Montel Anthony Nord as Ken so easily eases into each number that his graceful, smooth notes seem effortless, even as we are in awe of the voice's soft beauty and crystal clarity (as in "Spanish Harlem"). That debonair sound also can quickly open up to a full-on delivery of trumpeted sound, as he so ably shows in "Dance with Me." On that song, he is joined by Jessica Coker (in the role of BJ), who not only can sing in soulful, measured notes that have the ability to hang in the air while building in powerful force ("Fools Fall in Love" Reprise), but who can also raise the roof as she preaches in a rousing, arm-raising revival, "Saved." The genius of director and choreographer shines in that number, as it is clear that the poor souls being saved all have individual stories that are unique and worth watching/knowing—but there is so much fury and frenzy of overall movement, there's no time to concentrate on any one person.

Victor (Cadarious Mayberry) is another who has the ability to rip one's heart open as he almost cries while singing in tones rich and emotional of his love in "I (Who Know Nothing)." When Fred (Anthony Rollins-Mullens) joins Victor, Ken, and Adrian in an oft-appearing quartet, they quickly convince us that this is a foursome that needs to go on the road together post-Smokey Joe's. In numbers like "Keep on Rollin'," nothing less than an open-mouthed "Wow" can describe not only their close-knit harmonies that are so pure and fun, but also their totally in-synch, bouncing, swaying bodies. It is as if a puppeteer is controlling their every movement as a quartet, so exact and together they are in their extensions, sways and turns. The male quartet sometimes becomes a quintet when Chris Aceves as Michael joins them. His tenor voice brings much appeal, often sliding into heavenly heights and back down again with no effort ("Ruby Baby").

The women also join forces in various groupings, but it is their individual and collective efforts in "I'm a Woman" (championed by Peggy Lee) where they assert, declare, and command in voices loud, proud, and flaming zeal, "'Cause I'm a woman! W-O-M-A-N." Patti and BJ are joined by DeLee (Cheyenne Wells) and Brenda (Janelle LaSalle) for this crowd-pleaser. DeLee has already used her rippling voice to trip easily over musical scales with "Falling," employing a wry smile as if to say loud and clear, "Listen up, I'm good." Brenda struts her stuff in brown boa and sparkling, knock-'em dead dress as she lets it be known she is taking no crap and is an independent force to be reckoned in "Don Juan."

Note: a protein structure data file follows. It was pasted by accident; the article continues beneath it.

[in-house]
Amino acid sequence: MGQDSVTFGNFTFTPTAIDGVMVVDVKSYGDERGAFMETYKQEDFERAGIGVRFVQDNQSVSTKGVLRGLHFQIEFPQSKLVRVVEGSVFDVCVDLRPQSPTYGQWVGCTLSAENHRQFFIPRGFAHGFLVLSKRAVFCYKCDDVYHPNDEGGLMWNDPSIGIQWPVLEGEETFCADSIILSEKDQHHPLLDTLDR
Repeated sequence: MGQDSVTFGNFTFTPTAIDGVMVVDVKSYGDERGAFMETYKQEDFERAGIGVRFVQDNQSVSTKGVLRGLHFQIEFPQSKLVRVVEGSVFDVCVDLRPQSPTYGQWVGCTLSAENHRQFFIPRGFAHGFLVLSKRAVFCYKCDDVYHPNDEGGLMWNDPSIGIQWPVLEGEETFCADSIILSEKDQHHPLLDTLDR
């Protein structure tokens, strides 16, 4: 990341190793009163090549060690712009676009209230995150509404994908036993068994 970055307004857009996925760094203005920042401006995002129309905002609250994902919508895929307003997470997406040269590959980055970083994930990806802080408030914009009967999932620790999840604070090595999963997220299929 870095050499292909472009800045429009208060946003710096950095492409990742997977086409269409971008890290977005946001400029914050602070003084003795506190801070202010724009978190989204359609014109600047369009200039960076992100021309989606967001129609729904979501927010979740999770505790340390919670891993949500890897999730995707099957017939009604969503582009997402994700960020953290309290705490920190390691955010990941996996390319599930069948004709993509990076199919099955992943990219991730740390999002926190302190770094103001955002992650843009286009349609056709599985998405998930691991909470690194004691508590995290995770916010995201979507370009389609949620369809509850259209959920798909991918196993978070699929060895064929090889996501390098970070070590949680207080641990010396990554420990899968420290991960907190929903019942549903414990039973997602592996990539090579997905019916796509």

Even music director and pianist Sean Kana gets to let loose vocally in a winning duet with Ken ("Stay a While"); and his entire, extremely excellent band has a chance to shine individually in act two's opening, "Baby, That Is Rock & Roll." Danny Min plays a mean bass; Steve Cassinelli, a vibrant guitar; Larry DeLaCruz, a hyped-up sax; and Ken Bergman, a take-notice set of drums.

In the end, no reviewer's words can do justice to an evening of electric entertainment like Broadway by the Bay's Smokey Joe's Cafe. It grabs hold of its audience in the opening notes, shakes them up in number after number's eye-popping choreography, and then leaves them in the end with big grins and ear-worms that probably will not go away for days.

Smokey Joe's Cafe: The Songs of Leiber and Stoller continues through June 18, 2017, for Broadway by the Bay at the Fox Theatre, 2215 Broadway Street, Redwood City, CA. Tickets are available online at www.broadwaybythebay.org.